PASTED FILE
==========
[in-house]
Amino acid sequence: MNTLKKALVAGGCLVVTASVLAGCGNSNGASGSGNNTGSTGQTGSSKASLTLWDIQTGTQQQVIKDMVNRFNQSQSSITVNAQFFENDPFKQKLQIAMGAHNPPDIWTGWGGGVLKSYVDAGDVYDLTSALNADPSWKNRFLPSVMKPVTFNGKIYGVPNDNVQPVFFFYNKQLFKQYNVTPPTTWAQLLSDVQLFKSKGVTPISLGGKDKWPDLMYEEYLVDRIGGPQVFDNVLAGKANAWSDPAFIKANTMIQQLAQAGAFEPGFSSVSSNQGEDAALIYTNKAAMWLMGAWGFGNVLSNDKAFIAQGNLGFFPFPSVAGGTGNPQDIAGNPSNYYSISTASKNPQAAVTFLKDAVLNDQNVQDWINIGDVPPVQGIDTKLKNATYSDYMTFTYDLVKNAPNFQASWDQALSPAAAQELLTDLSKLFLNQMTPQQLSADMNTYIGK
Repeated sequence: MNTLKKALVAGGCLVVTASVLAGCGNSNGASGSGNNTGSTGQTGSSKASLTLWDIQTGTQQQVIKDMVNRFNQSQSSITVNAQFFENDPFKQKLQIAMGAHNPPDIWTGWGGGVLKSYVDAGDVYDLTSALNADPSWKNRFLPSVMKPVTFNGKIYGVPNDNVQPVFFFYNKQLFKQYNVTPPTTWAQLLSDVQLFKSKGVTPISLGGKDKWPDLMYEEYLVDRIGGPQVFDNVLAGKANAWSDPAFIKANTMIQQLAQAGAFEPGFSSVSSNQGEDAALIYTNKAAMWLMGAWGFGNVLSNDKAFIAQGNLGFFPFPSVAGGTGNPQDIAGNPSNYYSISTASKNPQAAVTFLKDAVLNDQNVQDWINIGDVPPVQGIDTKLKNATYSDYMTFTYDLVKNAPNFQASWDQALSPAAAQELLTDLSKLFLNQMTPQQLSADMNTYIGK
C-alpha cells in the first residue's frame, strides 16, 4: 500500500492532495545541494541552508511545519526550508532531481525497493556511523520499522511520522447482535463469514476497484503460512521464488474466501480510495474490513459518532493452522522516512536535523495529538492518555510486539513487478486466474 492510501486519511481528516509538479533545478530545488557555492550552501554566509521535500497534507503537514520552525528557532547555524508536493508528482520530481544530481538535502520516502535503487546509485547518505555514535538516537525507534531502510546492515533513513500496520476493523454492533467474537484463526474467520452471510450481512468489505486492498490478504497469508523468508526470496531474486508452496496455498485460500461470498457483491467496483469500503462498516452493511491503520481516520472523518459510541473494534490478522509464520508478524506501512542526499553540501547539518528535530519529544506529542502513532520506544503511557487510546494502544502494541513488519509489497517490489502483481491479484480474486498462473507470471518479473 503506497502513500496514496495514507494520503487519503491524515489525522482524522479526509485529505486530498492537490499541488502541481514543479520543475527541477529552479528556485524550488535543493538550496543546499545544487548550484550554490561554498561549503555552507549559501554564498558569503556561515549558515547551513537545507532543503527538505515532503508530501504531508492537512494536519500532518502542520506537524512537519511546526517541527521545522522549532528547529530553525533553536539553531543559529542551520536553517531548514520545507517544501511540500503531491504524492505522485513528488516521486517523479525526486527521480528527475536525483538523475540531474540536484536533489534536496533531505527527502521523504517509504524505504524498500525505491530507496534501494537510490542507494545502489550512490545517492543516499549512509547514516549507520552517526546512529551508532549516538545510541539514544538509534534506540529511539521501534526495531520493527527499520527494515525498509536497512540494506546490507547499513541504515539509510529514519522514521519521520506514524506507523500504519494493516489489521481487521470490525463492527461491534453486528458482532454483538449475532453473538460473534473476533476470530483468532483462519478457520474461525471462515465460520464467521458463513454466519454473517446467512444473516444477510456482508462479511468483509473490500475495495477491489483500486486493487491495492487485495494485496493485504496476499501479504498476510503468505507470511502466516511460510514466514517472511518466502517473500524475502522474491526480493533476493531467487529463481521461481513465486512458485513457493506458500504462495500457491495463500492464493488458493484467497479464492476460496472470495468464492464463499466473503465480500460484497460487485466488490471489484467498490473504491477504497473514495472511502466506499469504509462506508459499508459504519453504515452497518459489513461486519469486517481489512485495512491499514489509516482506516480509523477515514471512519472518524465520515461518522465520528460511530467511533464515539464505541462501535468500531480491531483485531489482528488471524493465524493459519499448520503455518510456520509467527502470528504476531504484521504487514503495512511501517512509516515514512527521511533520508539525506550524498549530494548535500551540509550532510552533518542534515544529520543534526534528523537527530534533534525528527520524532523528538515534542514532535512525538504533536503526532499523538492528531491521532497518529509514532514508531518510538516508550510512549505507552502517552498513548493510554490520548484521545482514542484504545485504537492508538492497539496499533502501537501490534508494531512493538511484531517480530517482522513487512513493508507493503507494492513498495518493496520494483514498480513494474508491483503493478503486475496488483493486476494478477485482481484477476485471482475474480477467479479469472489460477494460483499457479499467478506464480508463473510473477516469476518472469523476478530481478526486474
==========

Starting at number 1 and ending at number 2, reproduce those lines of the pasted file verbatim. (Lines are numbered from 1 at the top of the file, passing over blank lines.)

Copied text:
[in-house]
Amino acid sequence: MNTLKKALVAGGCLVVTASVLAGCGNSNGASGSGNNTGSTGQTGSSKASLTLWDIQTGTQQQVIKDMVNRFNQSQSSITVNAQFFENDPFKQKLQIAMGAHNPPDIWTGWGGGVLKSYVDAGDVYDLTSALNADPSWKNRFLPSVMKPVTFNGKIYGVPNDNVQPVFFFYNKQLFKQYNVTPPTTWAQLLSDVQLFKSKGVTPISLGGKDKWPDLMYEEYLVDRIGGPQVFDNVLAGKANAWSDPAFIKANTMIQQLAQAGAFEPGFSSVSSNQGEDAALIYTNKAAMWLMGAWGFGNVLSNDKAFIAQGNLGFFPFPSVAGGTGNPQDIAGNPSNYYSISTASKNPQAAVTFLKDAVLNDQNVQDWINIGDVPPVQGIDTKLKNATYSDYMTFTYDLVKNAPNFQASWDQALSPAAAQELLTDLSKLFLNQMTPQQLSADMNTYIGK